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            • #7
              So then which is the better perspective to look at when planning meals; grams of fat or calories from fat? I know to a lot of people this has to be a "you've got to be kidding me" thread, but in the past I always looked at the labels and checked out the total calories and the amounts of the three macronutrients. I would wager a lot of people do the same. In the above ground beef example I considered something that had 20 g of protein and 10 g of fat to be fairly decent (obviously chicken and fish are better). But now it seems to me that eating something where the majority of calories are coming from fat sounds terrible.

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              • #8
                It really is going to depend on your diet structure and alloted/desired macros. It's kind of hard to answer. There's people who eat extremely low carb and by nature have a much bigger allotment of fat for example.

                If you have a protein/fat meal having a slightly fattier cut of meat might be doable.

                Or things like nuts, nut butters, oils etc would be mostly/purely fat and would be eaten as "fat sources" to fill your desired fat content. If you looked at something solely on % of fat these would look horrible on paper.

                Have you sat down and came up with a starting point in regards to calories/macros that you're trying to plan for?

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                • #9
                  Originally posted by Imprezivr6 View Post
                  It really is going to depend on your diet structure and alloted/desired macros. It's kind of hard to answer. There's people who eat extremely low carb and by nature have a much bigger allotment of fat for example.
                  Absolutely. I mostly mean in regards to overall health. To say "Hey, this only has 10 g of fat, great." When in actuality it's "Geez, more than half of these calories are from fat."

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                  • #10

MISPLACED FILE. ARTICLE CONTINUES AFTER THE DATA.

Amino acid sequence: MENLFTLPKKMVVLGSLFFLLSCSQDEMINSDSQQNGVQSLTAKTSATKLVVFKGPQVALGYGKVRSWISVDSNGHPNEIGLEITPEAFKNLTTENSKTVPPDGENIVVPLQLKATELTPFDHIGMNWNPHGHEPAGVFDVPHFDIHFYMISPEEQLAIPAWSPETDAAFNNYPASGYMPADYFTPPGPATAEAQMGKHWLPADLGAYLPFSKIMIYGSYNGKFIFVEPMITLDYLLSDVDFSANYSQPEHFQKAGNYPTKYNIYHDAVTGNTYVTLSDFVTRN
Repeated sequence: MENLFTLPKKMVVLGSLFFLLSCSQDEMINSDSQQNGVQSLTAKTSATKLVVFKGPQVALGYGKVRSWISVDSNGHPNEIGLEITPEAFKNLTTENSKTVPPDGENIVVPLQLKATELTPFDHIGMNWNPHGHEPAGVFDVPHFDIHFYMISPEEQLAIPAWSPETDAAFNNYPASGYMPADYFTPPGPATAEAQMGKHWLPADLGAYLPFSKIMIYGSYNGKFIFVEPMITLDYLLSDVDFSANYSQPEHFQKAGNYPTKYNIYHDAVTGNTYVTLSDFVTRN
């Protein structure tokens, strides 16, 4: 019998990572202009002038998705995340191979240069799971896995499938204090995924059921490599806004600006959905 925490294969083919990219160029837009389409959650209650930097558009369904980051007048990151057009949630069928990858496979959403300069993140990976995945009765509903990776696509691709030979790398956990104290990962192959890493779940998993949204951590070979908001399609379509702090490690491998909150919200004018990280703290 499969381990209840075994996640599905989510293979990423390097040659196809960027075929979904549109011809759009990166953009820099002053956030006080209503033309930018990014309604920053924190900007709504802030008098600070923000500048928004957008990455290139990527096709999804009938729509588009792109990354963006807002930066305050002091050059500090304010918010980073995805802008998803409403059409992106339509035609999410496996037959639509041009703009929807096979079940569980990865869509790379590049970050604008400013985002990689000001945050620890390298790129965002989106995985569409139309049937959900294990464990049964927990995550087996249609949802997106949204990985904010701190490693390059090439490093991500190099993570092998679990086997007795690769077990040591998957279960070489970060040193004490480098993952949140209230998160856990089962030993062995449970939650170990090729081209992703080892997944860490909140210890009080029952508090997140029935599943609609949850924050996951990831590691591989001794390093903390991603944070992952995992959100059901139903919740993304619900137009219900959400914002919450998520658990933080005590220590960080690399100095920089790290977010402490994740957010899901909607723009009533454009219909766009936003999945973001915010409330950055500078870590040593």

It depends on the big picture more than anything. Imo

                    Something like pb is over 70% fat for example and not inherently unhealthy. Fat content in general doesn't necessarily make something healthy or unhealthy by default.

                    If your diet is structured in a way that it coincides with your opinion of what healthy is(people have different beliefs here) than it kind of self regulates. Ie if you believe a low fat diet is the best in terms of health there's only so much 80% ground beef you'd be able to consume as a viable protein source.

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                    • #11
                      Originally posted by Imprezivr6 View Post
                      It depends on the big picture more than anything. Imo

                      Something like pb is over 70% fat for example and not inherently unhealthy. Fat content in general doesn't necessarily make something healthy or unhealthy by default.

                      If your diet is structured in a way that it coincides with your opinion of what healthy is(people have different beliefs here) than it kind of self regulates. Ie if you believe a low fat diet is the best in terms of health there's only so much 80% ground beef you'd be able to consume as a viable protein source.
                      I see what you're saying. Thanks for your replies.